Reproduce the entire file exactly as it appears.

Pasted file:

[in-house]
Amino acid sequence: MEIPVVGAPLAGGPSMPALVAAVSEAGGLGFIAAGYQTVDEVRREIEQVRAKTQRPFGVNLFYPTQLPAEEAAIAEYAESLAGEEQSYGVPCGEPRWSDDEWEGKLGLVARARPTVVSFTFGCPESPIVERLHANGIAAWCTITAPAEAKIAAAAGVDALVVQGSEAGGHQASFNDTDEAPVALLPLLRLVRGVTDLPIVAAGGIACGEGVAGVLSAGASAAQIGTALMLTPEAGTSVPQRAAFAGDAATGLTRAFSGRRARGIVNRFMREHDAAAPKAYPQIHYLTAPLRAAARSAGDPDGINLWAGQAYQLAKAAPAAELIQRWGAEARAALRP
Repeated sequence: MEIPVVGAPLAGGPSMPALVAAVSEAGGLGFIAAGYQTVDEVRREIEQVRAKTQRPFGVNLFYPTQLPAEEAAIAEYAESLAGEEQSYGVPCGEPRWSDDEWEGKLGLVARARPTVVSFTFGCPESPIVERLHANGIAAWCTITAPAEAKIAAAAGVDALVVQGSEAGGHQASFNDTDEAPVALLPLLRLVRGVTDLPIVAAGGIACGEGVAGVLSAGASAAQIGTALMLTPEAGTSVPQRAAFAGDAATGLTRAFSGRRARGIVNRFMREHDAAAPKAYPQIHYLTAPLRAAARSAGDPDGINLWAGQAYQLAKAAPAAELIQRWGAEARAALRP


[in-house]
Amino acid sequence: MEIPVVGAPLAGGPSMPALVAAVSEAGGLGFIAAGYQTVDEVRREIEQVRAKTQRPFGVNLFYPTQLPAEEAAIAEYAESLAGEEQSYGVPCGEPRWSDDEWEGKLGLVARARPTVVSFTFGCPESPIVERLHANGIAAWCTITAPAEAKIAAAAGVDALVVQGSEAGGHQASFNDTDEAPVALLPLLRLVRGVTDLPIVAAGGIACGEGVAGVLSAGASAAQIGTALMLTPEAGTSVPQRAAFAGDAATGLTRAFSGRRARGIVNRFMREHDAAAPKAYPQIHYLTAPLRAAARSAGDPDGINLWAGQAYQLAKAAPAAELIQRWGAEARAALRP
Repeated sequence: MEIPVVGAPLAGGPSMPALVAAVSEAGGLGFIAAGYQTVDEVRREIEQVRAKTQRPFGVNLFYPTQLPAEEAAIAEYAESLAGEEQSYGVPCGEPRWSDDEWEGKLGLVARARPTVVSFTFGCPESPIVERLHANGIAAWCTITAPAEAKIAAAAGVDALVVQGSEAGGHQASFNDTDEAPVALLPLLRLVRGVTDLPIVAAGGIACGEGVAGVLSAGASAAQIGTALMLTPEAGTSVPQRAAFAGDAATGLTRAFSGRRARGIVNRFMREHDAAAPKAYPQIHYLTAPLRAAARSAGDPDGINLWAGQAYQLAKAAPAAELIQRWGAEARAALRP